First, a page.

New York Times economist Paul Krugman must be a glutton for punishment. He’s gone from spending months downplaying the surging inflation threat, to admitting he was wrong on inflation, to now dismissing it altogether as a crisis.
Krugman appeared on the Feb. 11 edition of Bloomberg TV’s Balance of Power to discuss how the Federal Reserve shouldn’t use “shock therapy” when it comes to finally raising interest rates from zero. After conceding that there was “underlying overheating” in the economy that demands the Fed consistently raise rates to fight off inflation, Krugman then spiraled into spewing utter nonsense: “It’s not a crisis.”
That’s an asinine way to characterize inflation hitting the highest level in 40 years (7.5 percent). But Krugman didn’t stop there: “I don’t see any sign yet that inflation has gotten entrenched in the economy.”
Too bad for Krugman then that Stephanie Link, chief investment strategist for national wealth management firm Hightower, just told CNBC Feb. 10 that “inflation is here to stay, absolutely.”
This is the same Krugman who admitted Nov. 14 that he “got inflation wrong” after selling the false “Team Transitory” narrative for months. National Review senior political correspondent Jim Geraghty documented at least six times throughout 2021 where Krugman tried to downplay or dismiss the threat of spiking inflation. Now, Krugman’s new tactic appears to be attempting to redefine the word “transitory.” “[B]oth investors and consumers, and presumably people actually setting wages and prices, um, currently believe in what — uh — some people are calling ‘elongated transitory.’” “Elongated transitory” is an oxymoron, Krugman.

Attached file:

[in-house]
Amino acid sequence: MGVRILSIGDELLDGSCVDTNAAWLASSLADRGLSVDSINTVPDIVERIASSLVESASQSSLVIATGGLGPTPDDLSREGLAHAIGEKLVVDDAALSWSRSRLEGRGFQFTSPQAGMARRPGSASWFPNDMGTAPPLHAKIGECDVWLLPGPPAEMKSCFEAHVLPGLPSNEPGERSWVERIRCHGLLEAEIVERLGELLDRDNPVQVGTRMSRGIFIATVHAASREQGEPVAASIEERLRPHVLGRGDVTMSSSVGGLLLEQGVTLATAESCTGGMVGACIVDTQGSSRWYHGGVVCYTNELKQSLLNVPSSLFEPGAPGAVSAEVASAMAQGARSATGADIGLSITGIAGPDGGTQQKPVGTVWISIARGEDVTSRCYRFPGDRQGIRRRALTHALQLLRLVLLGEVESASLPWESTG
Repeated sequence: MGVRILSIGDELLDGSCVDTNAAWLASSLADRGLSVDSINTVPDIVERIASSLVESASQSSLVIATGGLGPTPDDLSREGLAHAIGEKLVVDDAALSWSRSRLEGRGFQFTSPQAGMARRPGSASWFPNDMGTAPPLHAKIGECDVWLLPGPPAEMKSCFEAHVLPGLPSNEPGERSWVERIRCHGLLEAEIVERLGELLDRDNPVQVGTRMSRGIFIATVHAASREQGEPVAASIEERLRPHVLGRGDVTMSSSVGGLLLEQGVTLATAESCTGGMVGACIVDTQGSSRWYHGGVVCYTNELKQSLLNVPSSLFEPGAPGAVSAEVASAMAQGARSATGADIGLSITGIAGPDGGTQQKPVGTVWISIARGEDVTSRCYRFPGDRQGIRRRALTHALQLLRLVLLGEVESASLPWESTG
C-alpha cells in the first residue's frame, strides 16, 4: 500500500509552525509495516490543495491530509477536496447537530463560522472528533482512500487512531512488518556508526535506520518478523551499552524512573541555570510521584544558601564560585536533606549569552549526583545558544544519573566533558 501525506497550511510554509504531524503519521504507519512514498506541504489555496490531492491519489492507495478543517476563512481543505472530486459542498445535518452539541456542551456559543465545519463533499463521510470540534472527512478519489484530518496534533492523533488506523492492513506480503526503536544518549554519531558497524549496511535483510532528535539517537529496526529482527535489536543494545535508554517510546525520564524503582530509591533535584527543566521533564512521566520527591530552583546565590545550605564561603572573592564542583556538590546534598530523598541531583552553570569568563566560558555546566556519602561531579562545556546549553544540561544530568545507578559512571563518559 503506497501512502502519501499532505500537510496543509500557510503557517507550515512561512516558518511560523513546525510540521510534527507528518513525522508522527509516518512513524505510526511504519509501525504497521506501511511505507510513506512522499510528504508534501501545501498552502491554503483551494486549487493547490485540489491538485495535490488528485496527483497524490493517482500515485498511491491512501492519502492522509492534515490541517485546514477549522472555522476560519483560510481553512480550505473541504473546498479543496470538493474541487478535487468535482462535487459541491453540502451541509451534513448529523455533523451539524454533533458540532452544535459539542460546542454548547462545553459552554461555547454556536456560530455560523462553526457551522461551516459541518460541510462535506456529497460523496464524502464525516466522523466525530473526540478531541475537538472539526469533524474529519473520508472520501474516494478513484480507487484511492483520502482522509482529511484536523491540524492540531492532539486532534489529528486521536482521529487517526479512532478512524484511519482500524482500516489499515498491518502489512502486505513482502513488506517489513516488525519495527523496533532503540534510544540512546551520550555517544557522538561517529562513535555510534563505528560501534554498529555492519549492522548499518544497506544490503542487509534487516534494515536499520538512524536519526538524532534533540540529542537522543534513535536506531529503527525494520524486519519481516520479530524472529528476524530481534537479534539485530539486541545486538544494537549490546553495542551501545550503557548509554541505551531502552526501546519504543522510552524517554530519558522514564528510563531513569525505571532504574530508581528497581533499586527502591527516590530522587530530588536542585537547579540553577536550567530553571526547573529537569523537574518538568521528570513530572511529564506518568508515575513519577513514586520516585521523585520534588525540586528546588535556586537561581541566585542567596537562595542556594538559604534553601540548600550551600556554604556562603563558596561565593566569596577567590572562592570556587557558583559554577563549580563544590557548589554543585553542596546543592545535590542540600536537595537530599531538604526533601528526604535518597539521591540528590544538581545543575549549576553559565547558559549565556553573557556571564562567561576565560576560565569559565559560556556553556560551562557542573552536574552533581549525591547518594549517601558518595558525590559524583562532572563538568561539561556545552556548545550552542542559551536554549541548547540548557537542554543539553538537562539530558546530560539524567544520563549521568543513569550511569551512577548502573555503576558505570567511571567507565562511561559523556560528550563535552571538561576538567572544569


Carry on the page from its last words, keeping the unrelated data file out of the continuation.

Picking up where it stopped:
Krugman babbled as he tried to explain the contradictory notion of “elongated transitory”: “That is, they think inflation will remain elevated for a fairly long time through a lot of this year but not beyond that.” The CEO of the “world’s largest sovereign wealth fund,” — Nicolai Tangen — recently told The Financial Times that he expected the spiking inflation ransacking economies on a global scale (including the U.S.) to be “permanent.” Tangen reportedly emphasized his adamant position on the matter: “[I’m] the team leader for team permanent.”
Krugman conceded in December that “warnings about inflation have proved right, while Team Transitory’s predictions that inflation would quickly fade have been wrong.” But the consistently wrong Times economist can’t stop trying to find some backdoor method to resurrect a seemingly dead “transitory” inflation argument that has not panned out, which is ironic given that he’s the author of the anti-capitalism book “Arguing with Zombies.”
Conservatives are under attack. Contact The New York Times at 1 (800) 698-4637 and demand it distance itself from Krugman’s economic nonsense.